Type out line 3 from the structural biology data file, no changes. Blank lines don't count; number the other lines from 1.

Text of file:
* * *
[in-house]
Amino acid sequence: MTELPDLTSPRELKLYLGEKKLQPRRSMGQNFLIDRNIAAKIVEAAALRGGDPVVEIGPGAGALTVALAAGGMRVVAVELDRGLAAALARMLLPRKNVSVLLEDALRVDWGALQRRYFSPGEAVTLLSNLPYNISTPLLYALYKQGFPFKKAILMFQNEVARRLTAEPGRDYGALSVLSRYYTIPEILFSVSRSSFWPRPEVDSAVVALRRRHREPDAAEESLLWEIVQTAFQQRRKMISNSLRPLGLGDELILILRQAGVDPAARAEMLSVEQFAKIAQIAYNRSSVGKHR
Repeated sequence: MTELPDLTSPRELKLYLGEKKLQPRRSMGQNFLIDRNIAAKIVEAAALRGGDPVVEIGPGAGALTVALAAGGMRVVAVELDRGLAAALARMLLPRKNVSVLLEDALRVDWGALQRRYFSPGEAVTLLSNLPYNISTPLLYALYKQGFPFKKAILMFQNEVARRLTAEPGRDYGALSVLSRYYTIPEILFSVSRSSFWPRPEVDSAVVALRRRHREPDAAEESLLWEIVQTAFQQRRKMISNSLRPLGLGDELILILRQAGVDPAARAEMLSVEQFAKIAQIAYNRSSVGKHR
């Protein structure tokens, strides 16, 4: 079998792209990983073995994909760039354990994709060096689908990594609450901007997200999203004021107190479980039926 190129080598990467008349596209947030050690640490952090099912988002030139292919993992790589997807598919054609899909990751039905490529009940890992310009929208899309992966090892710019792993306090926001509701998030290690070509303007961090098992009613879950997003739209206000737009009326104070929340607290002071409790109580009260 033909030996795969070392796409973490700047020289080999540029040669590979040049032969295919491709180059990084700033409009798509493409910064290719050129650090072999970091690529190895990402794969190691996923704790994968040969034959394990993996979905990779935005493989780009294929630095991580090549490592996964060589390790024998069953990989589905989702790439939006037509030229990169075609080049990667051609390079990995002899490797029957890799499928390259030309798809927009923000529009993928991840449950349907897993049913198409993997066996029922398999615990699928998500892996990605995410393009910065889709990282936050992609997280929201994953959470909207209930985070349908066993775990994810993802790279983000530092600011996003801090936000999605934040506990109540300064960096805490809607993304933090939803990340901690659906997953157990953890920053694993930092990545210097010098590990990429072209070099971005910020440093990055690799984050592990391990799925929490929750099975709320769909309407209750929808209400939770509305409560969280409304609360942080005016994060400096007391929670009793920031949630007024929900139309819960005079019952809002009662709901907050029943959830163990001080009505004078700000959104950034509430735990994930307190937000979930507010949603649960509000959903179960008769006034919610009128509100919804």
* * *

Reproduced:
Repeated sequence: MTELPDLTSPRELKLYLGEKKLQPRRSMGQNFLIDRNIAAKIVEAAALRGGDPVVEIGPGAGALTVALAAGGMRVVAVELDRGLAAALARMLLPRKNVSVLLEDALRVDWGALQRRYFSPGEAVTLLSNLPYNISTPLLYALYKQGFPFKKAILMFQNEVARRLTAEPGRDYGALSVLSRYYTIPEILFSVSRSSFWPRPEVDSAVVALRRRHREPDAAEESLLWEIVQTAFQQRRKMISNSLRPLGLGDELILILRQAGVDPAARAEMLSVEQFAKIAQIAYNRSSVGKHR